Wildlife corridors are nature’s thoroughfares — routes that animals use to get from Point A to Point B. They are essential to conservation because many animals do not simply stay in the same spot for their entire lives. Instead, they migrate, moving seasonally to access food, water, and breeding habitat. Animals all over the world migrate. Birds fly south toward warmer climates in the winter, wildebeest follow the rains in the Serengeti, and salmon swim up rivers to spawn in the spring. 

Increasingly, their routes are blocked by human-made obstacles like highways, cities, and dams. That’s where wildlife corridors come in. Wildlife corridors seek to connect as much land and water as possible along migratory routes to give animals the freedom to roam and maintain healthy, genetically diverse populations.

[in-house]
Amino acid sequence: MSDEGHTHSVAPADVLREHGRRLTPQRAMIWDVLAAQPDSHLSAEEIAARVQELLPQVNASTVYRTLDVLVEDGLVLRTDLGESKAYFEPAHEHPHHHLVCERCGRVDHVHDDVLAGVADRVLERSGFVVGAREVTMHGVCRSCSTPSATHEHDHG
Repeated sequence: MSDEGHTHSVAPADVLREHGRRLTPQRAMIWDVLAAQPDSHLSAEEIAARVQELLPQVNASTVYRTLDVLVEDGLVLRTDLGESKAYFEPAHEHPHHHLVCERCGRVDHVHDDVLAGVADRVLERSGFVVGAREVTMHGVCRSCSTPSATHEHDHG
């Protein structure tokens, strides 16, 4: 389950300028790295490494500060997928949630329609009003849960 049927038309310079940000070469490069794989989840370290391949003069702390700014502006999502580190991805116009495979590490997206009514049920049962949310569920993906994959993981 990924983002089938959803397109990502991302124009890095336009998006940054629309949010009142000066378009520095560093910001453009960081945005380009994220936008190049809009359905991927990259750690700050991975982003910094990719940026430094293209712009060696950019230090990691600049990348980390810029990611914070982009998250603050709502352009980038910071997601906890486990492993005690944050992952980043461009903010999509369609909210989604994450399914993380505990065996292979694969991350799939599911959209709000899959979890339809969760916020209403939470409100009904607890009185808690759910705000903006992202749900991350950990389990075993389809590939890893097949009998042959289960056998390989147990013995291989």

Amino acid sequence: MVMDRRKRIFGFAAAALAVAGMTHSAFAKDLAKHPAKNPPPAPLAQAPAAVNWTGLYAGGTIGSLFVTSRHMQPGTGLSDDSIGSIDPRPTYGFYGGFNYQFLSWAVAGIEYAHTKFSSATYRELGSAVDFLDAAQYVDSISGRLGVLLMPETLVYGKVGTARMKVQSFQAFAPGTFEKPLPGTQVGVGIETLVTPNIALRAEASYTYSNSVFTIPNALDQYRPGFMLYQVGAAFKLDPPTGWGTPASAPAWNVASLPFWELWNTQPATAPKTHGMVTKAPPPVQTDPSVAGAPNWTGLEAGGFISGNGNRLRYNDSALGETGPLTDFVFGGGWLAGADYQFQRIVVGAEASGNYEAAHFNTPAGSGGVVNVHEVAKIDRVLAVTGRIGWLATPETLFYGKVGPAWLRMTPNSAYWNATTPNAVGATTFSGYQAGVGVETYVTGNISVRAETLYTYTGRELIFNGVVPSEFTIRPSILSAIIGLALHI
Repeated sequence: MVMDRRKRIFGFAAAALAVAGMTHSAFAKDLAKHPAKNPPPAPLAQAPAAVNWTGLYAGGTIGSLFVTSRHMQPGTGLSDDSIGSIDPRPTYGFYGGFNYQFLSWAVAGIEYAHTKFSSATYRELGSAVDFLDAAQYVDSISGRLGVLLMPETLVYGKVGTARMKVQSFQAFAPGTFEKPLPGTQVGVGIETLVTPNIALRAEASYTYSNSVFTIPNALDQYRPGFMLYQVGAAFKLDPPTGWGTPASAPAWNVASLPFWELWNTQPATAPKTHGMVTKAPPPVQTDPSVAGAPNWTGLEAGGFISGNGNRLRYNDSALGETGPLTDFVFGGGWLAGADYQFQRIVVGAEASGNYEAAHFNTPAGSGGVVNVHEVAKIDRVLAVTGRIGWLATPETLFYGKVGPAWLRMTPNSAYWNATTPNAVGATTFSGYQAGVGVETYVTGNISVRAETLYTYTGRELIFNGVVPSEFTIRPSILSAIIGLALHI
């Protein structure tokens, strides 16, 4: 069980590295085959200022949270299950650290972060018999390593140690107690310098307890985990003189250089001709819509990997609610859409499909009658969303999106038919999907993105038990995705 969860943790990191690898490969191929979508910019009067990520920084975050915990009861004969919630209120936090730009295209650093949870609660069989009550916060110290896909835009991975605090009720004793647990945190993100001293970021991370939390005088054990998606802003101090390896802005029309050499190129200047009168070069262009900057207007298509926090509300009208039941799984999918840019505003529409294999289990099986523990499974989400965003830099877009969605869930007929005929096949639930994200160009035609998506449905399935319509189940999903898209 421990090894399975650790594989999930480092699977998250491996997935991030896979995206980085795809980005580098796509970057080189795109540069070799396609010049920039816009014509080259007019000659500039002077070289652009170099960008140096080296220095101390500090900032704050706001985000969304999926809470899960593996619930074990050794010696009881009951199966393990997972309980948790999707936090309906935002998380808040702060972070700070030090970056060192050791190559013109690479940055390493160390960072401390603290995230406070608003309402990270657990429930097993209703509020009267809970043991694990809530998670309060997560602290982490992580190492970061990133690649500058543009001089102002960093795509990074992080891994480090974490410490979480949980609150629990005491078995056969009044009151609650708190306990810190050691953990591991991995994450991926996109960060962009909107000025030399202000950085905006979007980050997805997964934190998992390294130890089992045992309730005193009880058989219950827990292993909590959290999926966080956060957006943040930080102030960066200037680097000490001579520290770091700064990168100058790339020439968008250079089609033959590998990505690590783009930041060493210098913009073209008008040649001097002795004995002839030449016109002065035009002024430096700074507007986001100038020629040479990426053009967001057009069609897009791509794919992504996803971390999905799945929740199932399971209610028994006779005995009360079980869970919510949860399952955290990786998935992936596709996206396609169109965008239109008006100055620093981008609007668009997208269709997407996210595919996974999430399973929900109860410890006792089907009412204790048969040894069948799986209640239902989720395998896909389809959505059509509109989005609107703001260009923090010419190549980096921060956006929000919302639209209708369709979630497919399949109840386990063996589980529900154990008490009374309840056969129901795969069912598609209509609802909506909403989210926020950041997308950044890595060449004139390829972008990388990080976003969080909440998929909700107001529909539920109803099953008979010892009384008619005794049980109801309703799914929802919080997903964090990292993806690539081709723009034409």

Some corridor projects are huge, like the Yellowstone to Yukon initiative that seeks to protect a corridor for wide-roaming species like grizzly bears and wolves from Wyoming all the way to Alaska. Others are more modest, like the Maya Forest Corridor in Belize. This is a six-mile stretch of forest that connects two larger protected areas, helping jaguars, tapirs, and other animals move between them. Corridors also include smaller wildlife crossings that help animals traverse highways and roads. 

Wildlife corridors are an essential part of a comprehensive conservation strategy, providing a path for wide-roaming species as they navigate a landscape of obstacles.